In daily HPLC analysis, obtaining high-quality data requires the HPLC system to deliver reliable and reproducible experimental results. Below are some considerations and recommendations for routine liquid chromatography applications:

01 The quality of reagents

In gradient elution, non-polar impurities from solvents A and B can accumulate at the head of the column and gradually elute during the subsequent gradient process. These impurities may appear during the testing of blank and actual samples. For this reason, it is necessary to use HPLC-grade reagents when performing gradient experiments. Low-quality reagents may be suitable for isocratic elution, but even the slightest impurity can cause abnormal issues during gradient elution. To obtain optimal experimental results, it is essential to ensure the use of only HPLC-grade reagents in all HPLC experiments.
Water-based reagents and buffer solutions should be regularly replaced to avoid contamination caused by microbial growth. Impurities in the water, especially, can lead to various issues.

02 System Cleaning

As important as the quality of reagents, maintaining the cleanliness of the instrument helps reduce ghost peaks. It is recommended to flush the instrument regularly. If any other issues arise, such as liquid overflow, leaks, or other potential sources of contamination, they should be promptly cleaned up.

03 Solvent Degassing

Although some HPLC systems can operate without degassing the mobile phase, using degassed solvents makes the operation of all systems more reliable. Degassing the solvent helps to significantly reduce the presence of residual bubbles and gas overflow phenomena, ensuring a more stable performance across all operations.

Additionally, there might be residual gases in the HPLC system. It is a good practice to flush the pump and solvent delivery lines daily. This can be achieved by opening the purge valve and running the pump at a higher flow rate (e.g., 5 mL/min) for a few minutes to remove any bubbles present in the pump and lines.

04 Specialized Chromatography Columns

Each analytical method should have a dedicated chromatography column. It is not advisable to use the same column across different methods because irrelevant peaks from one method may become interfering peaks in another method. Sample components can alter the selectivity of the chromatography column, or one method may cause column degradation, affecting subsequent analyses.

05 Balance

Before each analysis, the chromatography column should be equilibrated to the same extent to prepare it for subsequent separations. Complete equilibration is crucial, especially for gradient elution experiments, to ensure consistent and reliable results.

06 Initial Injection

Performing several “initial” injections before the first sample injection can lead to improved results in some methods. These injections with standard solutions or mock samples help to saturate the active sites on the chromatography column, resulting in better reproducibility of experimental outcomes. Initial injections are particularly beneficial for the separation of complex biological samples. Occasionally, system suitability injections can also serve as initial injections.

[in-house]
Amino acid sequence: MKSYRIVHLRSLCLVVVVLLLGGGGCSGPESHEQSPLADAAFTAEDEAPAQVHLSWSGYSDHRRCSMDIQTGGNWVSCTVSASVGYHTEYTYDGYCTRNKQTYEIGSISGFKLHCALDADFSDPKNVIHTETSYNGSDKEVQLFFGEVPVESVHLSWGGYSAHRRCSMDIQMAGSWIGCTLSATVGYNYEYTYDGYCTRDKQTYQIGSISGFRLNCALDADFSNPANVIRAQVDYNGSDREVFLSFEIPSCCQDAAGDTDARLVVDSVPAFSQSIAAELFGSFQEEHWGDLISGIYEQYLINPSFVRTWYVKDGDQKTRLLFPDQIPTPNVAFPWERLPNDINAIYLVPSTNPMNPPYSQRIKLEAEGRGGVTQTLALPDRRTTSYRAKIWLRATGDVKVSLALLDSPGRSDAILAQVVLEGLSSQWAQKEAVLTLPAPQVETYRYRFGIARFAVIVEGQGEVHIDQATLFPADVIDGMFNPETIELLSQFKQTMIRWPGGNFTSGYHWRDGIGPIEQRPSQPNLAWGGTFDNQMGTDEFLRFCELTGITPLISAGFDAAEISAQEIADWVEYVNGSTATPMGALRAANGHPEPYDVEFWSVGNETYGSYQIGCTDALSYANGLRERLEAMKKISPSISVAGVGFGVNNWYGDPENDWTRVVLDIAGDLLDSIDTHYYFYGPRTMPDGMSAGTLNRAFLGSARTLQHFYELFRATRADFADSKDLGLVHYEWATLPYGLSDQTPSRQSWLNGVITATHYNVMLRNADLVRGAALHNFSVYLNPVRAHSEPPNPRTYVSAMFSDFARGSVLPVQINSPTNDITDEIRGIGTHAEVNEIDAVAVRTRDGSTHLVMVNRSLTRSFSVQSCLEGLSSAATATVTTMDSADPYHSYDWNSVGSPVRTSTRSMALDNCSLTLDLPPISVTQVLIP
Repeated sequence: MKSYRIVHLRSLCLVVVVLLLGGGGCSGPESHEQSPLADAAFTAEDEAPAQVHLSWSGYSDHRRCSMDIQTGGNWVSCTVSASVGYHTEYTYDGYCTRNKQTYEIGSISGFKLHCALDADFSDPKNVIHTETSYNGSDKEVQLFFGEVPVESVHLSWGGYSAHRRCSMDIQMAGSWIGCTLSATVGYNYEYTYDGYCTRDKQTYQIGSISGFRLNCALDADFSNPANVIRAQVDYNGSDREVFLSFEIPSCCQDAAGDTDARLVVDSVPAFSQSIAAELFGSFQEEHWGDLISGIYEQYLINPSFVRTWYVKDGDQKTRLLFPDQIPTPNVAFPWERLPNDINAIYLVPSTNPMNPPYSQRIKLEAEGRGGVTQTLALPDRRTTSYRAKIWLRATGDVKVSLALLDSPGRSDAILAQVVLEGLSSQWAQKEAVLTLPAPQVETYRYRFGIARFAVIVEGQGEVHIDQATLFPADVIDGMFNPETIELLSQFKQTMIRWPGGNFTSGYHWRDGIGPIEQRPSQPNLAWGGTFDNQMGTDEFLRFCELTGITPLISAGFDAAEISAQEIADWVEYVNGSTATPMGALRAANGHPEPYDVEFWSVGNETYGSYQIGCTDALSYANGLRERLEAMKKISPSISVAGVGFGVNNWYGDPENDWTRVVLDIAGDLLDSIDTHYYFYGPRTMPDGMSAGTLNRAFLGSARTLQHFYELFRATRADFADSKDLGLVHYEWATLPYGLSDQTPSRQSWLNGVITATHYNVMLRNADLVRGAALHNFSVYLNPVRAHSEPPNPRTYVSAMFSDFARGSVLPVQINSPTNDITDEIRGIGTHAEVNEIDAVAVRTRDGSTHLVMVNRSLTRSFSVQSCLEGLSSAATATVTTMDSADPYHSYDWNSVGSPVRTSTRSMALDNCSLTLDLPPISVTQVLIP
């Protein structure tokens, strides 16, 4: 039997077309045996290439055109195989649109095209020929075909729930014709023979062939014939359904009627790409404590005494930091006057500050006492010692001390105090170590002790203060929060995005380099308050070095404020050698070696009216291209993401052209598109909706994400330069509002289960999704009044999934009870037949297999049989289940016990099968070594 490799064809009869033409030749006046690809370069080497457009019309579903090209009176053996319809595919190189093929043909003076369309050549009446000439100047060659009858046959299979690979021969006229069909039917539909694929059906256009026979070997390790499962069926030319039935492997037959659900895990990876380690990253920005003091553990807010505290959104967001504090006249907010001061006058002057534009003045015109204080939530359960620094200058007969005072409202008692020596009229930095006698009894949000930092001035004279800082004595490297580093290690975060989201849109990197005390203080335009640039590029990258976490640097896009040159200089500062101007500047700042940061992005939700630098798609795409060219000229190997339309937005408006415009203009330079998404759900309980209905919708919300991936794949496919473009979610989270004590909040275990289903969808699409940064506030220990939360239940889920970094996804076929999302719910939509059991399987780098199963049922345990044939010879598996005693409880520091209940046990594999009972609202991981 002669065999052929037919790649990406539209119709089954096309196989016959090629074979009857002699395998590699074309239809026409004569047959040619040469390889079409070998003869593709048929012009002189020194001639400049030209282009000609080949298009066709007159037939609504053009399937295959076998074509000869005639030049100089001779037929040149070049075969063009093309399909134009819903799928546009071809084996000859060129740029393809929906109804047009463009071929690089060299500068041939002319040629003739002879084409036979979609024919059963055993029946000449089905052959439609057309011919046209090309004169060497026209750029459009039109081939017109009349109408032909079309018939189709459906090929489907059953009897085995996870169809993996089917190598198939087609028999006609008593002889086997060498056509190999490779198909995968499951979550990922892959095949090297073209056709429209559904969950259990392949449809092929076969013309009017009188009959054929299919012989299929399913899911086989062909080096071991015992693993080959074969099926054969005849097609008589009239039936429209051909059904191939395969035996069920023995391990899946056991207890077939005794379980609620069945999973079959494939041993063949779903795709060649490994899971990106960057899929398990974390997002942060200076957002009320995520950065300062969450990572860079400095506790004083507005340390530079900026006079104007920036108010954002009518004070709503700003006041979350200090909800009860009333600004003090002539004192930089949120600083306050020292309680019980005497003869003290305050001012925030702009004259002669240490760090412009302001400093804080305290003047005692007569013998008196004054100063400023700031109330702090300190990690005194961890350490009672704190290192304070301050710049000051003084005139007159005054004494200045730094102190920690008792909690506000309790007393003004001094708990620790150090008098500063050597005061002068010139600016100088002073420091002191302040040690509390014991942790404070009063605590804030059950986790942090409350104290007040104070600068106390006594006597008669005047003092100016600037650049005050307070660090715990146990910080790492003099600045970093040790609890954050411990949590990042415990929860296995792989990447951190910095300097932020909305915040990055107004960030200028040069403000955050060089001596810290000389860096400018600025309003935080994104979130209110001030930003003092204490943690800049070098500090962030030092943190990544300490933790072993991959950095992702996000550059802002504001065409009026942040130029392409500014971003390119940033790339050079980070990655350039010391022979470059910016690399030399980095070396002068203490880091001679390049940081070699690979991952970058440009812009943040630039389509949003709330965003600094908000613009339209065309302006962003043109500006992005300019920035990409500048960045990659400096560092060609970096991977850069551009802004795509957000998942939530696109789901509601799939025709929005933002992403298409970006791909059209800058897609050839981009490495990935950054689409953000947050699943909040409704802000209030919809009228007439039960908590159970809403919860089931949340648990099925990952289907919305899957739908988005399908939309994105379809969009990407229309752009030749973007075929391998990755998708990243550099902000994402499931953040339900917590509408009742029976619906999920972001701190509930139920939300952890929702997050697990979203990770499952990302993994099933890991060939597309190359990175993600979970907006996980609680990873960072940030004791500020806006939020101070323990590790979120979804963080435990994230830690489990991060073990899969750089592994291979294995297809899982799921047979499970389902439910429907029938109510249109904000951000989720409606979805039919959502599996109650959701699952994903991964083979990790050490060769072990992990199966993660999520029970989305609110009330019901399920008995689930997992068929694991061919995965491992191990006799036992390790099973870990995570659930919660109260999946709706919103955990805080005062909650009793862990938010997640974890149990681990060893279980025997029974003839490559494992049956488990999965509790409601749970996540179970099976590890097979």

07 Ignore the First Injection

As some methods require the use of an initial injection procedure, and the equilibration state of the first injection may differ from subsequent injections, it is advisable to avoid using the first injection for quantitative analysis. The second and subsequent injections are more reliable than the first injection. System suitability tests conducted before formal sample injections can also serve this purpose.

08 System Suitability

Many methods regulated by authorities such as FDA, EPA, OECD, USP, etc., require conducting system suitability tests before analyzing samples. System suitability is crucial for verifying that the equipment and analytical methods can produce reliable experimental results.

The requirements for system suitability testing vary depending on the specific regulations and standards. Therefore, relevant personnel should seek guidance from applicable regulatory sources to help select appropriate testing methods. Many operators utilize one or a combination of parameters such as retention time and peak area reproducibility, chromatographic peak response (detection sensitivity), peak width, tailing factor of chromatographic peaks, resolution, and column pressure as part of the system suitability testing. These tests are conducted to ensure the stability and performance of the analysis system and to guarantee the reliability and accuracy of the experimental results.

System suitability samples can be diluted standard solutions, mock samples extracted from the matrix, or selected samples used to demonstrate system performance. One important principle is that the chosen system suitability samples must be capable of testing whether the intended objectives of the method can be achieved. Whether or not system suitability testing is required, performing such tests before routine analysis is a wise choice, even if it is just injecting a standard sample to verify if the retention time and peak size match the expected values.

09 Standard Samples and Calibration Standards

For quantitative analysis, it involves comparing the response of an unknown sample with the response of known concentrations. The concentration range of standard solutions, the number of replicate tests, and the injection sequence depend on the specific experimental objectives. Both external standards and internal standards can be used. In any case, at least one standard sample should be injected before analyzing unknown samples to ensure that the analytical method is functioning correctly prior to sample analysis.

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